The foregoing is a brief synopsis of the material facts alleged in the complaint. The relief sought was a judgment adjudging and determining: 1. That the construction of the bridge was illegal, and became a part of the property of the plaintiff and that he was entitled to remove it; 2. That it was illegal, and its maintenance was a public nuisance from which the plaintiff suffered special injury; 3. That the running of locomotives and cars across the plaintiff's premises within the line of the street constituted trespasses for which no adequate remedy at law is available, and that the plaintiff is entitled to an injunction restraining the defendants from trespassing upon such lands and property within the bounds of the street; 4. That the plaintiff is at liberty to remove so much of such superstructure as is within the lines of the street, and that the defendants be enjoined from interfering with the plaintiff in removing them and to recover the expense thereof from the defendants in this action; 5. That the plaintiff have damages; and, 6. That he have costs and such other relief as may be just.
The facts stated are admitted by the demurrer. Hence, the only question is whether a cause of action is alleged or can be fairly gathered from all the averments contained in the complaint. A demurrer upon that ground can be sustained only when it appears that, after admitting all the facts alleged or that can by reasonable and fair intendment be implied from them, the complaint fails to state a cause of action. ( Marie v. Garrison, 83 N.Y. 14; Sanders v. Soutter, 126 N.Y. 195.)
Under the more recent authorities, pleadings are not to be construed strictly against the pleader, but averments which sufficiently point out the nature of the pleader's claims are sufficient, if under them he would be entitled to give the necessary evidence to establish his cause of action. ( Rochester R'way Co. v. Robinson, 133 N.Y. 242, 246.)
The alleged facts being admitted, it becomes obvious that the plaintiff was entitled to recover in this action. He was the owner in fee simple of the land where the bridge, or at least a portion of it, was placed, subject only to the right of way of the public over it. If the street should be discontinued or abandoned, he would have the entire and exclusive title and right of possession to the property within its bounds. Therefore, notwithstanding the right of the public to an easement in the street, he, as the owner of the soil, possessed an interest which would entitle him to remove any unauthorized erection upon his premises. ( Eels v. American Telephone Tel. Co., 143 N.Y. 133; Williams v. N.Y. Central R.R. Co., 16 N.Y. 97; Henderson v. N.Y. Central R.R. Co., 78 N.Y. 423; McGean v. M.E.R. Co., 133 N.Y. 9; Bowen v. D., L. W.R.R. Co., 153 N.Y. 479.)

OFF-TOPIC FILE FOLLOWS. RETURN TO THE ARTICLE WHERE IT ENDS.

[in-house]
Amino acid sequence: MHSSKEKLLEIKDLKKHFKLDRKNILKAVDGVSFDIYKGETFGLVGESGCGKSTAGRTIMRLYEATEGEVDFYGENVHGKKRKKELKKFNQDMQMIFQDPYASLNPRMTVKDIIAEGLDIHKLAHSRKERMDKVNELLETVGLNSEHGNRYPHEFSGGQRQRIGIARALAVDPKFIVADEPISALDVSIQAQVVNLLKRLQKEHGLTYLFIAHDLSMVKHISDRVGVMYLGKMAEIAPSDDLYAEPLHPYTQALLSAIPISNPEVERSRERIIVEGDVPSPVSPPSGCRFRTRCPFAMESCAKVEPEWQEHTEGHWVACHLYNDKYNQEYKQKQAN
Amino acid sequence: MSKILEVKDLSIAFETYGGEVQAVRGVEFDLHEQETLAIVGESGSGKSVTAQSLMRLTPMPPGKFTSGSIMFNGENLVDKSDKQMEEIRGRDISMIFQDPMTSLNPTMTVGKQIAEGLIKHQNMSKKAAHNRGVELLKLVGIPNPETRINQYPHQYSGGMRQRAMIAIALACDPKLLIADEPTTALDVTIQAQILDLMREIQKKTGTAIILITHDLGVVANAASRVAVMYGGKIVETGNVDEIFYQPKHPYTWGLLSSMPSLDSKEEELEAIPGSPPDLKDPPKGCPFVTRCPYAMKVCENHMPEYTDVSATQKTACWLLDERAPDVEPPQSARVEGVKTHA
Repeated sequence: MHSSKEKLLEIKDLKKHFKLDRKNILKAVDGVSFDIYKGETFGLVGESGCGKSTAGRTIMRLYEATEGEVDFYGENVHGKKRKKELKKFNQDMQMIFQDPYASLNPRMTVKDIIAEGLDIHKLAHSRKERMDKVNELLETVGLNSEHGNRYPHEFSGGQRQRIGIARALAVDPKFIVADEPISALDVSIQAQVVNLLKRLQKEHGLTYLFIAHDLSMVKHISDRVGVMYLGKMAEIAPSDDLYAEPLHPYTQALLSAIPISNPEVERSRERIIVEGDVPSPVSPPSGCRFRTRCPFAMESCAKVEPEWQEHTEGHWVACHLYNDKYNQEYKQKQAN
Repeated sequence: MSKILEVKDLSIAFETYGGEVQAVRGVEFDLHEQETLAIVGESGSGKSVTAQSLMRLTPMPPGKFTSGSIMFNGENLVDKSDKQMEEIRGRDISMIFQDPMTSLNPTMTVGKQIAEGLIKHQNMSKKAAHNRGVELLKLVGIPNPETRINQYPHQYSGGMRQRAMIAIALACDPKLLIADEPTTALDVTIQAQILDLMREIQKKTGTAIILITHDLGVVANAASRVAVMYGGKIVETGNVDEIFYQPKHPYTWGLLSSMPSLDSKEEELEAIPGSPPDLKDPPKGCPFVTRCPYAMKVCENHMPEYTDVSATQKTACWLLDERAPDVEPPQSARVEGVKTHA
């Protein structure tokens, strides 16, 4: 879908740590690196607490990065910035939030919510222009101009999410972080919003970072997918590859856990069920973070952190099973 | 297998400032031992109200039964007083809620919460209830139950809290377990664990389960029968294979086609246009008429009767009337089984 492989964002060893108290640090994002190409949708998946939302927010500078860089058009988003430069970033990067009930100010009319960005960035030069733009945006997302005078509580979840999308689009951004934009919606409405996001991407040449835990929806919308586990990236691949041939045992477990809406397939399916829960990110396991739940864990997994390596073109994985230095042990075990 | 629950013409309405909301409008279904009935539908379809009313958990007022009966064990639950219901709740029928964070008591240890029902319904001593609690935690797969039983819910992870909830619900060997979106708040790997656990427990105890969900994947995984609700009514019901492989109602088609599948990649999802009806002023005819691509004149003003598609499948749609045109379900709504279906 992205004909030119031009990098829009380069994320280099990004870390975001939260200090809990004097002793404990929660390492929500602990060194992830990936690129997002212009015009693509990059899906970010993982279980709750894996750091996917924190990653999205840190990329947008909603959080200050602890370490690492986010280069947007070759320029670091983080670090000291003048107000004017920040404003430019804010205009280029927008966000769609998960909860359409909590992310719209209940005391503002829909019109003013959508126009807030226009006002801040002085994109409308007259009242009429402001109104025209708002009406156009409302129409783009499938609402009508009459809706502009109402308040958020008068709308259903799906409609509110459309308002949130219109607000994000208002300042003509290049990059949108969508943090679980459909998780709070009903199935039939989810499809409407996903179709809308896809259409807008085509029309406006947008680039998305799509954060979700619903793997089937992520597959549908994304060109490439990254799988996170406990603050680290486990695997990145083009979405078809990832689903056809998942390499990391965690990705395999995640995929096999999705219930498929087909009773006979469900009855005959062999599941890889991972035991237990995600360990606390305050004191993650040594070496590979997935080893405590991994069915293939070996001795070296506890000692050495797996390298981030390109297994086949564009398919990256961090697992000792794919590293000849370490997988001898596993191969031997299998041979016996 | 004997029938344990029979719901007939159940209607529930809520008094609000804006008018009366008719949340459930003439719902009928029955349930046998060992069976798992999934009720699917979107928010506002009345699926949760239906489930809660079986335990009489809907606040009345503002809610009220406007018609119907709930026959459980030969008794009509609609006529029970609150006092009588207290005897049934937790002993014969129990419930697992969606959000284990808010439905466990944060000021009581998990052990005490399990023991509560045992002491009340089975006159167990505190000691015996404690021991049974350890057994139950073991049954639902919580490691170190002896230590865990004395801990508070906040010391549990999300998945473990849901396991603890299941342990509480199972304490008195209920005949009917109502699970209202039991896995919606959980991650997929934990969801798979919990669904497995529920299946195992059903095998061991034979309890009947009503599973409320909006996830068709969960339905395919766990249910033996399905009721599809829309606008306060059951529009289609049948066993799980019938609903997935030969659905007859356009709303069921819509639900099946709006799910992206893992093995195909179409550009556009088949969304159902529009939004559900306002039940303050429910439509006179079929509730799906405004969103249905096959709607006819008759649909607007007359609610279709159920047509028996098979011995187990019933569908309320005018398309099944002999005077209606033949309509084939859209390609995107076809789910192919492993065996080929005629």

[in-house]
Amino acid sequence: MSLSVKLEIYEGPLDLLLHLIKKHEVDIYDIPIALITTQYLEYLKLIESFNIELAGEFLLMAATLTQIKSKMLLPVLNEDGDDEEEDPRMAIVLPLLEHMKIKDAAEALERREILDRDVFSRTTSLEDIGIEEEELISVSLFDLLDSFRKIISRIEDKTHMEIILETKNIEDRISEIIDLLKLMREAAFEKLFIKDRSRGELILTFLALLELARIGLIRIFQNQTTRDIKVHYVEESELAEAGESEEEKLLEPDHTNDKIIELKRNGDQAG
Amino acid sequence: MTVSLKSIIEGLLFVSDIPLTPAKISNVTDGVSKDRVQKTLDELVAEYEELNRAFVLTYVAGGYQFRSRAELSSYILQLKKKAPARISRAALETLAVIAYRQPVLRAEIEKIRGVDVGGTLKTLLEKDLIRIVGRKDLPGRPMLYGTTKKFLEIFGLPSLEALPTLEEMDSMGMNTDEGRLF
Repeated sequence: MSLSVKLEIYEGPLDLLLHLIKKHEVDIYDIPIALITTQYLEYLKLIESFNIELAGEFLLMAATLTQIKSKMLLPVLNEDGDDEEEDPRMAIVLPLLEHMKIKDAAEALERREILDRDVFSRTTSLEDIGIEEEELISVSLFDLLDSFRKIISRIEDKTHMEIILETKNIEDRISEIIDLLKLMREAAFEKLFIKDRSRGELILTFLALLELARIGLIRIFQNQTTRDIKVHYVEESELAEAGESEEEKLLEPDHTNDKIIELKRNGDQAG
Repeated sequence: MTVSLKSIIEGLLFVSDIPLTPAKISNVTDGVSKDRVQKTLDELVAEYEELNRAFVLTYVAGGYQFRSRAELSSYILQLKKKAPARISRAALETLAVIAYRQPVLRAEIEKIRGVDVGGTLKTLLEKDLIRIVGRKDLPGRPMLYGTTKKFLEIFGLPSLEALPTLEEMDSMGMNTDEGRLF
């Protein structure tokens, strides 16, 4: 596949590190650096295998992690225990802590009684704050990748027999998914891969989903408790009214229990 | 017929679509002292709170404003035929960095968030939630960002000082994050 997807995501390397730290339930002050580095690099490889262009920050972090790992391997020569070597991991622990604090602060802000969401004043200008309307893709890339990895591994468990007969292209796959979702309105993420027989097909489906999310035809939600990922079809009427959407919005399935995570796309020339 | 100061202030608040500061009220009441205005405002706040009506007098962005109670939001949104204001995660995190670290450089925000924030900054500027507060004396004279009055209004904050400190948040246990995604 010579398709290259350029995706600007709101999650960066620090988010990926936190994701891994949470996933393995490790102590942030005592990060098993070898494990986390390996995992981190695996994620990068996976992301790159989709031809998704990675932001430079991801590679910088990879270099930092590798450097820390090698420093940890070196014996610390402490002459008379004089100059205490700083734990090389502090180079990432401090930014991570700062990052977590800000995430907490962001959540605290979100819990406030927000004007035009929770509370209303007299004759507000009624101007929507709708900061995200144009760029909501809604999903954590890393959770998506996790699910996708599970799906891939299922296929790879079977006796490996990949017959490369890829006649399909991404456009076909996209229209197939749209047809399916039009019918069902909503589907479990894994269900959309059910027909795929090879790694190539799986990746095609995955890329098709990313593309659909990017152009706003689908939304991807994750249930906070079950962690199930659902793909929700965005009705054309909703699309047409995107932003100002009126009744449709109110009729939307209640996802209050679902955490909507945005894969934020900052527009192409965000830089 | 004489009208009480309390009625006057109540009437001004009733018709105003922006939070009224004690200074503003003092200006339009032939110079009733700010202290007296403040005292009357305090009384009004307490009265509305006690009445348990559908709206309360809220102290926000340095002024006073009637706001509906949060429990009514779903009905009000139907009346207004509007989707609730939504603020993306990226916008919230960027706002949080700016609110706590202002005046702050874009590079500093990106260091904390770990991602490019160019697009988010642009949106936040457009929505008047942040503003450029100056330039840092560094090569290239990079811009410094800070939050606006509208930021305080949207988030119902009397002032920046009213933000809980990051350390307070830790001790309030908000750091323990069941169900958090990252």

Where trespasses upon land are continuous the owner has a right to invoke the power of a court of equity to restrain such trespasses, and thus prevent a multiplicity of suits. That doctrine is fully sustained by the cases cited. Hence, it is clear that the complaint stated a cause of action, and the judgment of the Special Term overruling the demurrer was properly affirmed.
The learned Appellate Division, after allowing the appeal in this case, certified to this court for its determination the following questions:
"1. Does the complaint in this action state a cause of action?
2. Is the plaintiff entitled to restrain the operation of the defendants' railroad across Alabama street for the reason that he is the owner of the fee of Alabama street?
3. Is the plaintiff entitled to restrain the operation of the defendants' railroad because of damage alleged to have been done to the plaintiff's property outside of the bounds of Alabama street?
4. Is the plaintiff entitled to more than nominal damages because of the alleged trespass upon the fee of Alabama street?
5. Is the plaintiff entitled to damages because of any alleged injury to the block of land south of the railroad and west of Alabama street, and lying wholly outside of the bounds of Alabama street?"
The only question involved on the appeal to the Appellate Division was whether the complaint stated facts sufficient to constitute a cause of action. That was the only question determined by that court. Consequently, it is the only question that can be determined here. We have several times held that section 190 of the Code of Civil Procedure confines the jurisdiction of the Court of Appeals to the review of actual determinations made by the Appellate Division. It is erroneous to suppose that a question may be certified for determination by the Court of Appeals where it did not arise or was not passed upon by that court. We have only such jurisdiction as is conferred by statute. This does not include the determination of abstract questions, nor those which are not actually determined by the court certifying them. ( Grannan v. Westchester Racing Assn., 153 N.Y. 449; Baxter v. McDonnell, 154 N.Y. 432, 436; Hearst v. Shea, 156 N.Y. 169; Schenck v. Barnes, 156 N.Y. 316.) Therefore, as the only question passed upon by the Appellate Division was whether the complaint stated a cause of action, it is the only question this court can properly answer. That question we answer in the affirmative. The other questions we decline to answer.
The judgment should be affirmed, with costs. The first question is answered in the affirmative and the other questions certified are not answered.